Canadian journalist Donna Laframboise. Former National Post & Toronto Star columnist, past vice president of the Canadian Civil Liberties Association.
Carbon dioxide, superstition, and protecting the oceans.
The Intergovernmental Panel on Climate Change says there were 280 molecules per million of carbon dioxide in the atmosphere back in 1750. The gradual rise in that number over the past 260 years is an important part of the global warming scare.
As of last week, there are now 400 molecules of CO2 per million in our atmosphere. This has sent Al Gore and others into a tizzy.
According to Gore, this event should cause us to “reflect on the fragility” of our “planetary ecosystem” – and inspire us to dedicate ourselves to “the task of saving our future.” (Alternative perspectives are available here, here, here, and here.)
But since practically everything that gentleman utters is melodramatic, this installment of the Drama Queen Files isn’t about Gore. The honour instead goes to Oceana, which describes itself as “the largest international organization focused solely on ocean conservation.”
Founded in 2001, Oceana is led by Andrew Sharpless, who “holds degrees from Harvard Law School, the London School of Economics, and Harvard College.” Last week, it issued a media release titled Oceana Reacts: Atmospheric CO2 Levels Surpass 400ppm.
Totaling a mere 250 words, it includes statements such as these:
Any organization that can pack that much loaded language into two paragraphs deserves to be noticed.
400 is a number. Like the number 13 (or, in Asian cultures, the number four), we humans are free to invest it with all sorts of significance. But that’s called superstition.
The media release also glibly declares:
The oceans can be part of the solution if we develop offshore wind energy instead of offshore oil and gas.
I guess Oceana, which says it looks forward to a future in which “dolphin sightings are common” and “whales thrive,” hasn’t heard about the danger that wind farm noise poses to whales and porpoises.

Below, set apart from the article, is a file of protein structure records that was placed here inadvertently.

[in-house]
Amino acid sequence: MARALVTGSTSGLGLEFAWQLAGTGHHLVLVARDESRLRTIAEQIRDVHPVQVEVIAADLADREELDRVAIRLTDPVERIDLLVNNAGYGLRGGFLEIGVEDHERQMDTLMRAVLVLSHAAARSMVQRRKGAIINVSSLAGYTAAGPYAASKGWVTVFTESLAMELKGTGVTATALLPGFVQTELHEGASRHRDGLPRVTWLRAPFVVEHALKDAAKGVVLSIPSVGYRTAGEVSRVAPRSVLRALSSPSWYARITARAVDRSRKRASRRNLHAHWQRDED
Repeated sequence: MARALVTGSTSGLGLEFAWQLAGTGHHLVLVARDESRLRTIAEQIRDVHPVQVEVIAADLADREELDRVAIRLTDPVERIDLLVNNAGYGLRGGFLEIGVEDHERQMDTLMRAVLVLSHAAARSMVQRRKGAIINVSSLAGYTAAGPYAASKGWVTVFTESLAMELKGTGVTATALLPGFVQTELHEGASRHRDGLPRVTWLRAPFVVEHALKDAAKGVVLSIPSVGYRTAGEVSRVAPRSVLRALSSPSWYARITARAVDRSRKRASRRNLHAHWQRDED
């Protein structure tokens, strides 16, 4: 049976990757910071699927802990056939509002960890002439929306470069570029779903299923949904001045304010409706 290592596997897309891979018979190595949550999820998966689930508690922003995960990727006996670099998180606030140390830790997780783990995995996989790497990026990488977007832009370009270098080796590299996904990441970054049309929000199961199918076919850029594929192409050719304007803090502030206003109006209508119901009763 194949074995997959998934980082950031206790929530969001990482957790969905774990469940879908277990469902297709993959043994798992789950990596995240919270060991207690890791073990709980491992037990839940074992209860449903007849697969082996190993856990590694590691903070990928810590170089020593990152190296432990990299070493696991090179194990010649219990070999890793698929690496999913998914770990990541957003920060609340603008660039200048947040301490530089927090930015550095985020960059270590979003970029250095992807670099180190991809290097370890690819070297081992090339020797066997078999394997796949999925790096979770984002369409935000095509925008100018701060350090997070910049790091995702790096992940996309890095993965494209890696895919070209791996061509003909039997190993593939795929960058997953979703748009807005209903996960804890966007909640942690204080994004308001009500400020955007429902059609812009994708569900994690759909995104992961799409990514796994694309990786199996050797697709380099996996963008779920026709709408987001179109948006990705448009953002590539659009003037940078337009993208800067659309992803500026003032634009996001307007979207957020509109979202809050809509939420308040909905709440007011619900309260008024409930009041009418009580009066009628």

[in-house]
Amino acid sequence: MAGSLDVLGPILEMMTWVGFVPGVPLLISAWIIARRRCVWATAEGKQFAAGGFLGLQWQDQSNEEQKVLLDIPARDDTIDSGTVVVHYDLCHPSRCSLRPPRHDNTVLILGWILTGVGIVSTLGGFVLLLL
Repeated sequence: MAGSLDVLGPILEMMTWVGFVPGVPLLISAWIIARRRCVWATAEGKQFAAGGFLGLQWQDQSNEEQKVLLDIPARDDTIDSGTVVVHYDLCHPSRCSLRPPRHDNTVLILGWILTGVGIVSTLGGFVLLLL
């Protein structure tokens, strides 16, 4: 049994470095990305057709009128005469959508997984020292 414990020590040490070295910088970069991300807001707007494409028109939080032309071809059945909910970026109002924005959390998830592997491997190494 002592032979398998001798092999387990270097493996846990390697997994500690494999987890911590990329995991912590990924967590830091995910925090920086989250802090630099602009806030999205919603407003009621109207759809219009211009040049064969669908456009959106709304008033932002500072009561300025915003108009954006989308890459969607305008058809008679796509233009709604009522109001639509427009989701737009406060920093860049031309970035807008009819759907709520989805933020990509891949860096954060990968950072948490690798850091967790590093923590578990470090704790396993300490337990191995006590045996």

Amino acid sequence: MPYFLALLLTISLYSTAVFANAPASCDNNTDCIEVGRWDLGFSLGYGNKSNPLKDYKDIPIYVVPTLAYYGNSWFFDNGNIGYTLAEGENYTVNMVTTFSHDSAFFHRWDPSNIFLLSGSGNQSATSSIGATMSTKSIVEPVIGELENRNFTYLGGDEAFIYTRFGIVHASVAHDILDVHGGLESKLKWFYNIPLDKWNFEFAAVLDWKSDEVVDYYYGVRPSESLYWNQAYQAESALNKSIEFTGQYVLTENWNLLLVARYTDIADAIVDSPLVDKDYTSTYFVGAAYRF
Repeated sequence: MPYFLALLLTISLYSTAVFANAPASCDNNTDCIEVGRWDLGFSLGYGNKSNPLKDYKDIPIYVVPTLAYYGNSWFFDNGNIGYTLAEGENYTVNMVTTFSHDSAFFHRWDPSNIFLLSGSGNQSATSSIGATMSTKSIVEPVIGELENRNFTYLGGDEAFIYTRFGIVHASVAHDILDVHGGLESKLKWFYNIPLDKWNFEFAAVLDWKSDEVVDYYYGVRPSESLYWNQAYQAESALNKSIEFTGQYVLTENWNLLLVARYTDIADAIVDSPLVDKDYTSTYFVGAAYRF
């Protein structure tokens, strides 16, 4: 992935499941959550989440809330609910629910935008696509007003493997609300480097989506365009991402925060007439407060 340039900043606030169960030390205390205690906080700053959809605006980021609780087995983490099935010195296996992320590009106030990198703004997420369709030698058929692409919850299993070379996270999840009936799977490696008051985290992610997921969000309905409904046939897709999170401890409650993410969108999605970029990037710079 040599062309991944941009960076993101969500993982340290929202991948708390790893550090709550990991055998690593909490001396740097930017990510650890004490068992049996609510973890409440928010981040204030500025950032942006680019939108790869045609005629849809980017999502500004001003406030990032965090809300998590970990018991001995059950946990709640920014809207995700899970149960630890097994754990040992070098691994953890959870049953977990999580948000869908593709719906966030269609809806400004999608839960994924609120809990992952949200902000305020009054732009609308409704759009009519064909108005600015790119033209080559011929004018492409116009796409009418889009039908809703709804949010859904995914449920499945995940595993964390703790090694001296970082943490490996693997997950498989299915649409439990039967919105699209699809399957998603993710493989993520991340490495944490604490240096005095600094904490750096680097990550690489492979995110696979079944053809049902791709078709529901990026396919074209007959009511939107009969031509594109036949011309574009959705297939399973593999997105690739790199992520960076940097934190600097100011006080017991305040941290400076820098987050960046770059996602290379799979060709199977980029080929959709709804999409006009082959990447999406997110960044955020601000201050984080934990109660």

Or that German banks have been banned from financing offshore wind farms because, as a “non-proven technology,” they’re considered too risky an investment.
Or that wind power is falling out of favour in ultra-green Germany because even slow learners have discovered that it’s an insanely costly way to generate electricity.
To quote a spokesperson for the Federation of German Consumer Organizations, offshore wind is:
the wrong road to go down, both economically and technologically speaking. It doesn’t make sense to support this technology, as it is too expensive.
Green groups often have lovely intentions. The problem is that they are on autopilot. They promote the same shallow-as-dishwater analysis over and over again:
If you sincerely believed the planet was in mortal danger would you really be this intellectually lazy? Would you cling so stubbornly to such outmoded thinking?
The Drama Queen Files – Exhibit #1 – Greenpeace’s ‘Battle for Britain’
The Drama Queen Files – Exhibit #2 – The ‘Carbon Bomb’ Pipeline
The Drama Queen Files – Exhibit #3 – The ‘Outraged’ Sierra Club
The Drama Queen Files – Exhibit #4 – Earth Day, 1970
The Drama Queen Files – Exhibit #5 – Arctic Hunters ‘Gasping for Life’